Despite the importance of glyphosate-based crop systems, there is a need for continued understanding about the management requirement for weed control in continuous corn production. The concern for timely weed management in order to protect corn yields becomes premier in postemergence herbicide corn systems, whether based on glyphosate or any other herbicide. Iowa State University recommends the use of herbicides that provide residual weed control in continuous corn regardless of the specific GM trait. The early preplant (EPP) or preemergence (PRE) application of residual herbicides is an excellent option to reduce weed management risks, improve environmental stewardship, and better utilize time at a critical period of the spring.

Consider that it is critical to reduce post application timing risk; while many growers now have sprayers or have corn treated by the custom herbicide application industry, there is still a major risk of making a timely post application. The risk of making a timely post herbicide application has less to do with controlling weeds and more to do with protecting potential crop yield. Recognize that herbicide applications are at the mercy of the environmental conditions, while weeds continue to grow irrespective of the weather. Furthermore, the ability to make a timely herbicide application is dictated on the ability to assess that which is impossible to predict--when weeds begin to compete with the corn yield potential. For the "average" corn field in Iowa, unless you can be assured that the post herbicide will be applied by the V3 stage of corn development, you will likely lose enough yield to pay for the EPP or PRE herbicide treatment. Thus, there is still an important role for soil-applied herbicides in continuous corn weed management. Furthermore, the use of these alternative tactics tends to lessen the selection pressure resulting from recurrent use of glyphosate, which causes the evolution of herbicide-resistant weed biotypes and weed population shifts.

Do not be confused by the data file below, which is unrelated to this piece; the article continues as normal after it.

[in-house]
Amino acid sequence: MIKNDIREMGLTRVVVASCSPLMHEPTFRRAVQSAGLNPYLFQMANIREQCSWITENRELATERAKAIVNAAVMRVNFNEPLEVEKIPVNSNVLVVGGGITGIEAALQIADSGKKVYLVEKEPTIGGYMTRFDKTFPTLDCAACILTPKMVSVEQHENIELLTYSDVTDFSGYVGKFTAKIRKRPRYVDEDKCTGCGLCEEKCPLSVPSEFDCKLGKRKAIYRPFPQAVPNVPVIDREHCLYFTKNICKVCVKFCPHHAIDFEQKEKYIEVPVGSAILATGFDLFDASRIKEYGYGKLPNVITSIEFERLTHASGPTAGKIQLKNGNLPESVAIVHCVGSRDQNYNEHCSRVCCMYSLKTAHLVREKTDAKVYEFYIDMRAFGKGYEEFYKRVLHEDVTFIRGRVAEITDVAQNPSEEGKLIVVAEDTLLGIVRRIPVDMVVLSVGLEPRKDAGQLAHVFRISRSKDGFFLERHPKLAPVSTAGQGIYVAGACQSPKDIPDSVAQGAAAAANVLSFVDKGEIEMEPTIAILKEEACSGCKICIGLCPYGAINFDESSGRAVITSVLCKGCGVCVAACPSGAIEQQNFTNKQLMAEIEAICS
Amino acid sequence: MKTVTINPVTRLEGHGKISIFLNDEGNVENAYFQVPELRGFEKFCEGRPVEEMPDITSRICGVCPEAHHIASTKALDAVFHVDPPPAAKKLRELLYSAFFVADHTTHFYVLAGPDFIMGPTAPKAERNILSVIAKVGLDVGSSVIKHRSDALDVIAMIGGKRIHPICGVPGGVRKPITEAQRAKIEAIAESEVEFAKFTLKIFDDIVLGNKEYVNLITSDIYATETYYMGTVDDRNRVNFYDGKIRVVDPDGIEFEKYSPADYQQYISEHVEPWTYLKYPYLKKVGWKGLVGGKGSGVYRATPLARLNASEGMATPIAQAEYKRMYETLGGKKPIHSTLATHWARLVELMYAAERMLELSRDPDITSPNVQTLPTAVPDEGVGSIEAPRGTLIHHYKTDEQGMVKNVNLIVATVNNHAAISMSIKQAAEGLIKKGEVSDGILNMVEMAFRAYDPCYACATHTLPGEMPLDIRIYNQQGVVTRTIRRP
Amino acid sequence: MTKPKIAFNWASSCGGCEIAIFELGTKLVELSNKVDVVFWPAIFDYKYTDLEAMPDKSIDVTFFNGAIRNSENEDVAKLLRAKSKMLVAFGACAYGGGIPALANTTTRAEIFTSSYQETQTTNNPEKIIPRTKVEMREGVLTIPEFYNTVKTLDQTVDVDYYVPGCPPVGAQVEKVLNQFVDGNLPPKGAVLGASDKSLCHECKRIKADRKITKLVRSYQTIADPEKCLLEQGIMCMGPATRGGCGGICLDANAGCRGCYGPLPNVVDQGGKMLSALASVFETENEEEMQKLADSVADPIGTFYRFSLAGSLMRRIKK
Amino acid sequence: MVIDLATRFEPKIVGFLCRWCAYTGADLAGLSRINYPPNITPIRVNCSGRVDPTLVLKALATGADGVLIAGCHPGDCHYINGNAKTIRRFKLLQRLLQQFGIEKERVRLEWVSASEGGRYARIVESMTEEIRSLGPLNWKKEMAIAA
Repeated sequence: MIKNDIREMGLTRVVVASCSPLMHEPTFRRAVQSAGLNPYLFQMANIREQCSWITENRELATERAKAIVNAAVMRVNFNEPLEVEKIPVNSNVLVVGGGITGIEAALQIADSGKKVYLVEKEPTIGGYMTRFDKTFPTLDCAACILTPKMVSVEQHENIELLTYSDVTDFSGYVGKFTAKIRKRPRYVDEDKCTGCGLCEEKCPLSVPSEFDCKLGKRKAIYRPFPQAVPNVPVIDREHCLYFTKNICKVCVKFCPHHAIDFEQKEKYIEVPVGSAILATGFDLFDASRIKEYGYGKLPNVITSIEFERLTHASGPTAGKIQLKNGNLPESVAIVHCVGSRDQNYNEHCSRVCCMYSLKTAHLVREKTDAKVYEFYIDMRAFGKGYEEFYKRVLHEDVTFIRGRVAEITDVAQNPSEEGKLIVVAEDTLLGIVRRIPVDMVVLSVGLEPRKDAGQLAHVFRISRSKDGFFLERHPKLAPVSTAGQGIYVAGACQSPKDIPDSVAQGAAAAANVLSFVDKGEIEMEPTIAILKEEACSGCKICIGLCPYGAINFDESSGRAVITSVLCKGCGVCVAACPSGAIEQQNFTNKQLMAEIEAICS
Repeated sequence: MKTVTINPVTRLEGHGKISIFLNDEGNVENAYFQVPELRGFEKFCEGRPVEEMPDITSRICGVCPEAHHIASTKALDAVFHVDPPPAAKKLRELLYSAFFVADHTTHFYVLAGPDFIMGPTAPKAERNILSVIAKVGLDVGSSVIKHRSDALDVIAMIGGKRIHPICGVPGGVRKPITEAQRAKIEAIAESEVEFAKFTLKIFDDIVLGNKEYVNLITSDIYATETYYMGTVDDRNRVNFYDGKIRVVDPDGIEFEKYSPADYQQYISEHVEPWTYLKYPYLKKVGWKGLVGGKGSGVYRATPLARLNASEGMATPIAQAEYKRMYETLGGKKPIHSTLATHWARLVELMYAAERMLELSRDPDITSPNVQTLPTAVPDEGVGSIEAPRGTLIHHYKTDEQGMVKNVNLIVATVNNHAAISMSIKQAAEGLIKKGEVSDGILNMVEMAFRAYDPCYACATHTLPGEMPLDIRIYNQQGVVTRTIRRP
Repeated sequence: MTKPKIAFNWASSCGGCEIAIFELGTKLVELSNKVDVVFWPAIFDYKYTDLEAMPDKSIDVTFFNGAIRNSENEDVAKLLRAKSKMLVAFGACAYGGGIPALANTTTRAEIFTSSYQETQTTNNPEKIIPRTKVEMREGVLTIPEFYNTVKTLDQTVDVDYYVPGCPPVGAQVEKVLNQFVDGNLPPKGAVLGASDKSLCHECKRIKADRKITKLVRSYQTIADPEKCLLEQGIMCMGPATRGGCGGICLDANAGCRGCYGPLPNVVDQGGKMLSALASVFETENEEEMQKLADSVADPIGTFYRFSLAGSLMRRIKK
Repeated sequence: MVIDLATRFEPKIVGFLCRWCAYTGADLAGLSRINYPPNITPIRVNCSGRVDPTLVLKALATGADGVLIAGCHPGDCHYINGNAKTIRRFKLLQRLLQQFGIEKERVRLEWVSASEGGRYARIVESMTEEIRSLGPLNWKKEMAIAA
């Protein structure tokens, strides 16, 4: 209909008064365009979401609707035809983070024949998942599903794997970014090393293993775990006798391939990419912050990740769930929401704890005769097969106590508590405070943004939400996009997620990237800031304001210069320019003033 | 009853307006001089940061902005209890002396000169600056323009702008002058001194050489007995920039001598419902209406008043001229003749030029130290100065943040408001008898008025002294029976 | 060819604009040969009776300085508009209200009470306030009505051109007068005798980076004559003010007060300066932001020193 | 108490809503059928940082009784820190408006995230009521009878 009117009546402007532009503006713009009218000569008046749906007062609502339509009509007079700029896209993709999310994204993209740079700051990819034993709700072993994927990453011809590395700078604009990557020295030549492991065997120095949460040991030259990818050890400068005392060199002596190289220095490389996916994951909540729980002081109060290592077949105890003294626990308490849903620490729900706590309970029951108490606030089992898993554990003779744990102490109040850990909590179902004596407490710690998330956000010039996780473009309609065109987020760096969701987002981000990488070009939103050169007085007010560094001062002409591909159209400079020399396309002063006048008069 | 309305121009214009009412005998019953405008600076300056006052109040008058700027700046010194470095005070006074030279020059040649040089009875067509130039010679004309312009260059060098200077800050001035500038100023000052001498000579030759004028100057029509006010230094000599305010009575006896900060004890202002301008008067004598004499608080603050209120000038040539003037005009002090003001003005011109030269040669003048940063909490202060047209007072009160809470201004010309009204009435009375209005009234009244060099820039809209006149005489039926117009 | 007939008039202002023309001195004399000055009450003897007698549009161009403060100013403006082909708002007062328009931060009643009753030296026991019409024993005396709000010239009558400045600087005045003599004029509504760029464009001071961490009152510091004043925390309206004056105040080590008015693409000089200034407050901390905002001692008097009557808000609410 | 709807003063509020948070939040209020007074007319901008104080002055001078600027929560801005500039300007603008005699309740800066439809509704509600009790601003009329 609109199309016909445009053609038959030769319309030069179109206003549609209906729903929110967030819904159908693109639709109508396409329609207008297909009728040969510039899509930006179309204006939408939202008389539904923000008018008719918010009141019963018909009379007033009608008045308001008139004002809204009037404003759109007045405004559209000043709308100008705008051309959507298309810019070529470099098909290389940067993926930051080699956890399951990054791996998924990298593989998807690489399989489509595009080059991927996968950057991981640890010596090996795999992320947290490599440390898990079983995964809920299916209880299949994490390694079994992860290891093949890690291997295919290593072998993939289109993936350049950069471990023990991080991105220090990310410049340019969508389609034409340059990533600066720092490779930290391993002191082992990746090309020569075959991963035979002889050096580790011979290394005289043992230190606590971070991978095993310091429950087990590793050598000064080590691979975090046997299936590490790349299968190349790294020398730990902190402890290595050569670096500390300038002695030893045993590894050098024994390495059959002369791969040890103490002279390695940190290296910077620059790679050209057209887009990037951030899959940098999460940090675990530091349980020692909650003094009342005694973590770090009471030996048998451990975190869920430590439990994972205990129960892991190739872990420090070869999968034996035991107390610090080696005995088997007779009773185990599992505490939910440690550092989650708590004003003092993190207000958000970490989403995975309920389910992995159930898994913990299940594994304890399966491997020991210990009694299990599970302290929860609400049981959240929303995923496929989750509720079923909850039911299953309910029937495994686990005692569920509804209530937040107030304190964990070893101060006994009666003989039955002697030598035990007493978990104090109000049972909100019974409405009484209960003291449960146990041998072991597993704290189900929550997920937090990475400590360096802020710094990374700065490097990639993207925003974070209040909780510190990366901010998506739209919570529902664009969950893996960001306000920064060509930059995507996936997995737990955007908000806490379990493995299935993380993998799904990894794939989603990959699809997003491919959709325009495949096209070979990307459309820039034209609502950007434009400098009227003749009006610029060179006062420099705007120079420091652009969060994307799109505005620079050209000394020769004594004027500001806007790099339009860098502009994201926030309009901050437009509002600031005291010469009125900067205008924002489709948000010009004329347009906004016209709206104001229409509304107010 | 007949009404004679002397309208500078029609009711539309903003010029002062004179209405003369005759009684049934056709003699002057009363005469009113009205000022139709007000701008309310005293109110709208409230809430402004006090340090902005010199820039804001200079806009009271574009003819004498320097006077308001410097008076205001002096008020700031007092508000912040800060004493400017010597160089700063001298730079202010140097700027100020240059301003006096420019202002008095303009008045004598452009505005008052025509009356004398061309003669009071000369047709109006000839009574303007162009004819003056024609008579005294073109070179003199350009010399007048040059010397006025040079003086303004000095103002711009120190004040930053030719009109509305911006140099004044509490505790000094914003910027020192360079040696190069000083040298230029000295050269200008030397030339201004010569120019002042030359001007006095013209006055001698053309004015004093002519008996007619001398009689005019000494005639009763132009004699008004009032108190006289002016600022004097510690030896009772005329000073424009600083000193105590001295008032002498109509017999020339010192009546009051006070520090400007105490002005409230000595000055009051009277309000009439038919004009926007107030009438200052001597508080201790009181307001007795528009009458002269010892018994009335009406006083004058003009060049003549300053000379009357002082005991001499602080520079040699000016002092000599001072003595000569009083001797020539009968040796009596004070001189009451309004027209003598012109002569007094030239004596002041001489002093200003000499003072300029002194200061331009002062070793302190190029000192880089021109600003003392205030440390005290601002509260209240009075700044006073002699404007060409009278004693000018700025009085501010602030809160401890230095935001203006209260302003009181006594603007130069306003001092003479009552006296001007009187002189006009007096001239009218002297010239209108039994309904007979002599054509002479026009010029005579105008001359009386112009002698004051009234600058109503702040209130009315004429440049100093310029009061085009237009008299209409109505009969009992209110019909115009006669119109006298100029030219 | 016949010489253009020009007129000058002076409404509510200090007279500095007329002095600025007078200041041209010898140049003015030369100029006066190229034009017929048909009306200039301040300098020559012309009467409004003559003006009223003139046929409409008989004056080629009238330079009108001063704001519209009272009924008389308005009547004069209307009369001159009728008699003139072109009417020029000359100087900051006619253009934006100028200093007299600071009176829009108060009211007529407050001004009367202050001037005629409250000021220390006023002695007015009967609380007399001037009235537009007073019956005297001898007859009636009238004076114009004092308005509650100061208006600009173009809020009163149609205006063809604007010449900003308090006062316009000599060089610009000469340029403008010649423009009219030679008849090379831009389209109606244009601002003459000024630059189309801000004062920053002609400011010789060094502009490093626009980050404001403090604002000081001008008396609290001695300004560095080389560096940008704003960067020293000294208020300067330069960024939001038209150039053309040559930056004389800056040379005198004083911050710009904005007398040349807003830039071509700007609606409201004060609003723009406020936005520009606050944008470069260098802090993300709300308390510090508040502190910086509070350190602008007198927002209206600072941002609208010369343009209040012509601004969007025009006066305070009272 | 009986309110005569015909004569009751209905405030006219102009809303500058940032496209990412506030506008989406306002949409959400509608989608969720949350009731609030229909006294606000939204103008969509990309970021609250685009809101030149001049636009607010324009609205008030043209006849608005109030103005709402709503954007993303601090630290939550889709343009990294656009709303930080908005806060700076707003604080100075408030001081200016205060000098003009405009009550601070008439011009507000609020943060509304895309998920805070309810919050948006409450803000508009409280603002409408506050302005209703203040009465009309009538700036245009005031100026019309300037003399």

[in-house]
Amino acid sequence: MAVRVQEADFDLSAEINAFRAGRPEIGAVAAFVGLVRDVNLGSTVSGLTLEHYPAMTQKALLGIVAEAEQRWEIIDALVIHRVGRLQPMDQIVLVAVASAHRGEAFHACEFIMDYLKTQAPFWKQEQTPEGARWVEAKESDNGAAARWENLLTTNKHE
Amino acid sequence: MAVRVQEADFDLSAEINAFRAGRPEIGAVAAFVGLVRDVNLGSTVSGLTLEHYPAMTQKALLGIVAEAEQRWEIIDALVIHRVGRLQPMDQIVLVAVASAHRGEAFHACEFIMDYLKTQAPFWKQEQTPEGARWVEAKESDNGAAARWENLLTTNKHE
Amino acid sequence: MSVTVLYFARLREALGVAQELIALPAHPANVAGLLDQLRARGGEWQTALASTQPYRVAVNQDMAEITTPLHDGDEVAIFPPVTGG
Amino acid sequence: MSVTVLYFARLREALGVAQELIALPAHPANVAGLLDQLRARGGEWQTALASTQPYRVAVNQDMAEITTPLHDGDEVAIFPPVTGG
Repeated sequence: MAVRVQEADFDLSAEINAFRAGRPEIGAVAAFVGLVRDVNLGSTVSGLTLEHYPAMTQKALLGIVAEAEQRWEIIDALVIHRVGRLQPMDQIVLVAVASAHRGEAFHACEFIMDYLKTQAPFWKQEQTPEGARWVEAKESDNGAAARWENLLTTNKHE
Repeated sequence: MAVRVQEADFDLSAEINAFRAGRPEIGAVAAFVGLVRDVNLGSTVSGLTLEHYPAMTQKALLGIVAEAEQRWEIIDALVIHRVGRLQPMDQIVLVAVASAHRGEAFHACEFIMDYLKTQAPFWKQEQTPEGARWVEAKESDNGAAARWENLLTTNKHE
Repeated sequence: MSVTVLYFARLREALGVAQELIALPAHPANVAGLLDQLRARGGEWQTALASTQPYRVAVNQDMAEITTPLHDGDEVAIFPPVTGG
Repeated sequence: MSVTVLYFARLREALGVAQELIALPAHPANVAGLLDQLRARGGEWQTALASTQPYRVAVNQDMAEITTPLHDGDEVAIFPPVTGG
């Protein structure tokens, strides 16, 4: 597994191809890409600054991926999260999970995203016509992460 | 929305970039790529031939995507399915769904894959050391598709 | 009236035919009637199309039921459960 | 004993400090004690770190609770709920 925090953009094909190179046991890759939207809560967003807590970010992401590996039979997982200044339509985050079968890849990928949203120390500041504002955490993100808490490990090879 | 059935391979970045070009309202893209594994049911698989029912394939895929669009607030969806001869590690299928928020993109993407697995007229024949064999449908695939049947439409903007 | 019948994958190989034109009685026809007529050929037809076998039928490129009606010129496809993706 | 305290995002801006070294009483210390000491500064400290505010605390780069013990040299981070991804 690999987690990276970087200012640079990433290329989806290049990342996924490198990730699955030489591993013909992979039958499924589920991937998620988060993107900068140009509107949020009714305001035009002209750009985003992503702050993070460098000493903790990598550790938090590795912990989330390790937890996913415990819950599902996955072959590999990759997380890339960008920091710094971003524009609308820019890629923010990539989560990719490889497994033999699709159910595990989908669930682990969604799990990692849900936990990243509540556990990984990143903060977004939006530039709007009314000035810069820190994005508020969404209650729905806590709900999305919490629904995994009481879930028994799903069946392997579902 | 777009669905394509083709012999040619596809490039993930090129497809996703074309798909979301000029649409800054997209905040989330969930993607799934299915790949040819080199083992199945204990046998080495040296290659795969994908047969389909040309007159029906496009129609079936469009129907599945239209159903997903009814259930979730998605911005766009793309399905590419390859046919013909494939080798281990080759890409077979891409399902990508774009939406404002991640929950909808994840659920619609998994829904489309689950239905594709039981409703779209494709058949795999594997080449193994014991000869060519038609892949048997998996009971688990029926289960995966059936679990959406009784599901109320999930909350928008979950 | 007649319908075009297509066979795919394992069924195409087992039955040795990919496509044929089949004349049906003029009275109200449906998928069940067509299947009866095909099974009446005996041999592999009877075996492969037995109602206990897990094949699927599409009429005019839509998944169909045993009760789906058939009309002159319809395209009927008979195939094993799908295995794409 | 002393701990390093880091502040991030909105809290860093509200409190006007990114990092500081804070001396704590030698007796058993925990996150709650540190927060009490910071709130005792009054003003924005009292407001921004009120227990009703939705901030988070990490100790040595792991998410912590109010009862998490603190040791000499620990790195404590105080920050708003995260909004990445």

The purpose of the soil-applied herbicide treatment is to reduce the weed pressure somewhat, thus allowing the corn to achieve a superior competitive growth posture. This allows for more time to make the post application and thus protect the potential corn yield. The purpose of the soil-applied herbicide is not to provide 100 percent "season-long" weed control. The soil-applied herbicide treatment should target the weeds that germinate first and in highest population in corn. Generally, these weeds include giant foxtail, woolly cupgrass, small-seeded annual broadleaf weeds, giant ragweed, and others. The goal is to achieve relatively good control such that the interference from the remaining weeds on the corn is delayed. If the corn is grown in no-till culture, and if winter annuals are a problem, the choice of the soil-applied herbicide should include a product that has good foliar activity.

Volunteer corn management can be an issue in continuous corn production but generally will not be any different than in the past, and may be easier, depending on the specific herbicide trait that is included in the hybrid. If a "traditional" hybrid was planted the previous year and a herbicide-resistant hybrid is planted this year, volunteer corn control will be easy unless the "traditional" hybrid was pollinated by a neighboring herbicide-resistant hybrid resulting in an unexpected infestation of herbicide-resistant volunteer corn.